Original sin

A culinary pilgrim in Italy succumbs to temptations far more wicked than ripe produce.

Published March 17, 1999 8:00PM (EST)

There were Weedwhackers leaning against perfect rounds of pecorino cheese, Leonardo DiCaprio T-shirts hanging over still warm loaves of focaccia, rubber girdles like the ones my grandmother used to wear surrounding sweet green plums. I stood in front of a cardboard box filled with Nivea skin cream and clutched my copy of "A Food Lover's Companion to Tuscany," trying to draw strength from its descriptions of homemade salami and baby artichokes. I had come to this market in the small Tuscan town of Panzano planning to worship at the shrine of Cucina Italiana. What I'd found instead was desecration.

I averted my eyes from the cellophane packages of men's briefs, the display of chainsaws shining in the sun, remembering how I'd prepared for this journey. Like a child preparing for her first communion, I'd spent hours memorizing the Italian for tomato (pomodoro), basil (basilico), and garlic (aglio) -- the holy trinity of Italian cooking. I'd repeated hallowed expressions over and over like a catechism: Come si fa questa piatto? (How does one make this dish?) and E possibile prepare le salse prima? (Is it possible to prepare the sauce first?).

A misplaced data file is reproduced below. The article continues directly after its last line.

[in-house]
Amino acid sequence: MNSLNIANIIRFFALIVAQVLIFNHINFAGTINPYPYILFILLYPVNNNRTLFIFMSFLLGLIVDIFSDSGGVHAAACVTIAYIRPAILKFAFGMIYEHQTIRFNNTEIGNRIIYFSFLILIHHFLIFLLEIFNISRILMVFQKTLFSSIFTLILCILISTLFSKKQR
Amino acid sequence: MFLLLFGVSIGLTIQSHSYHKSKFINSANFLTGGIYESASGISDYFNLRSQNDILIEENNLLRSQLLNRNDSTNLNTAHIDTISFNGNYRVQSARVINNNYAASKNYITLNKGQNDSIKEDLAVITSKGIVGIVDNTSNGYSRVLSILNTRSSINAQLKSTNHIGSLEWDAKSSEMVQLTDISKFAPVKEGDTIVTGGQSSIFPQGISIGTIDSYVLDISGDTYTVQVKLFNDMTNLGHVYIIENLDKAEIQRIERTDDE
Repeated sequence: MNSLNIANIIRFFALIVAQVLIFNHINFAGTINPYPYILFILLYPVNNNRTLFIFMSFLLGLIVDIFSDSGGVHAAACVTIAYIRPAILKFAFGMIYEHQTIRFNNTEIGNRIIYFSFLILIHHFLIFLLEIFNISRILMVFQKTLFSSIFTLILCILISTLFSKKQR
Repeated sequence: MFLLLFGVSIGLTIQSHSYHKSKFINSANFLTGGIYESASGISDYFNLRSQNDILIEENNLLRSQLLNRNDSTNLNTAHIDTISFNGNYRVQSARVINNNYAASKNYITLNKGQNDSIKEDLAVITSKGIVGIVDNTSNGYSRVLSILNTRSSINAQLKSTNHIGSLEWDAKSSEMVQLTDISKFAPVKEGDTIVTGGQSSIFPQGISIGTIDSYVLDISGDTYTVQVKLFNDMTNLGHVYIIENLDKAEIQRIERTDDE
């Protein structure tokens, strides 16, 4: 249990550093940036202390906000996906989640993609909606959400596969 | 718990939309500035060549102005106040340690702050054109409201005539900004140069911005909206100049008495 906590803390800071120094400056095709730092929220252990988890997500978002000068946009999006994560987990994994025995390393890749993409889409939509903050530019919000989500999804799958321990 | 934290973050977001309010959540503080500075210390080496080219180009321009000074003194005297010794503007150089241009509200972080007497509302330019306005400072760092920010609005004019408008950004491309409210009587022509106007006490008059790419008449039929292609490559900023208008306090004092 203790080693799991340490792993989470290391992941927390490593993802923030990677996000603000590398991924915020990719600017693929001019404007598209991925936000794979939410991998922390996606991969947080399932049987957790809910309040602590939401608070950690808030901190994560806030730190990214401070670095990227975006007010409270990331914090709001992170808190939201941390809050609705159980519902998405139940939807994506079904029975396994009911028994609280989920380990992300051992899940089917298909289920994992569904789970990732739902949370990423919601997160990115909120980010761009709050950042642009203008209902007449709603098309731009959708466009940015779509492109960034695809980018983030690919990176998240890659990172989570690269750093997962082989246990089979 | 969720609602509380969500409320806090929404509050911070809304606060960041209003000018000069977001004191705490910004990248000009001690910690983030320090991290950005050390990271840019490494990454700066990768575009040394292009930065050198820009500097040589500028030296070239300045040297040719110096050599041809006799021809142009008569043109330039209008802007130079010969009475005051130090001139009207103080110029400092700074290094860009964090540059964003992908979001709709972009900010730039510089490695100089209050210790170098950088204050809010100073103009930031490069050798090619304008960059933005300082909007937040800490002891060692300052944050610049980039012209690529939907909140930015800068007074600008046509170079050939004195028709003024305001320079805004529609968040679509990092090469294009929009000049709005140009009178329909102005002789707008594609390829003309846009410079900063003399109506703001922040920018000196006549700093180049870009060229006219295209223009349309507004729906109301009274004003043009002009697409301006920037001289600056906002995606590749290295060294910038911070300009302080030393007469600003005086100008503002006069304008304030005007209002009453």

A gastronomical pilgrim, I'd come in search of a pure food experience. Instead I'd discovered plastic ice cube trays and push-up bras lurking among the smooth-skinned apricots like the serpent in the Garden of Eden.

I surveyed Panzano's market square, looking for salvation. My 3-year-old son, Alex, was leaning too far over into the town's goldfish pond. My husband was trying to photograph a couple of elderly Italian men who possessed six teeth between them. I went to stand before an altar of pale green and yellow lettuces.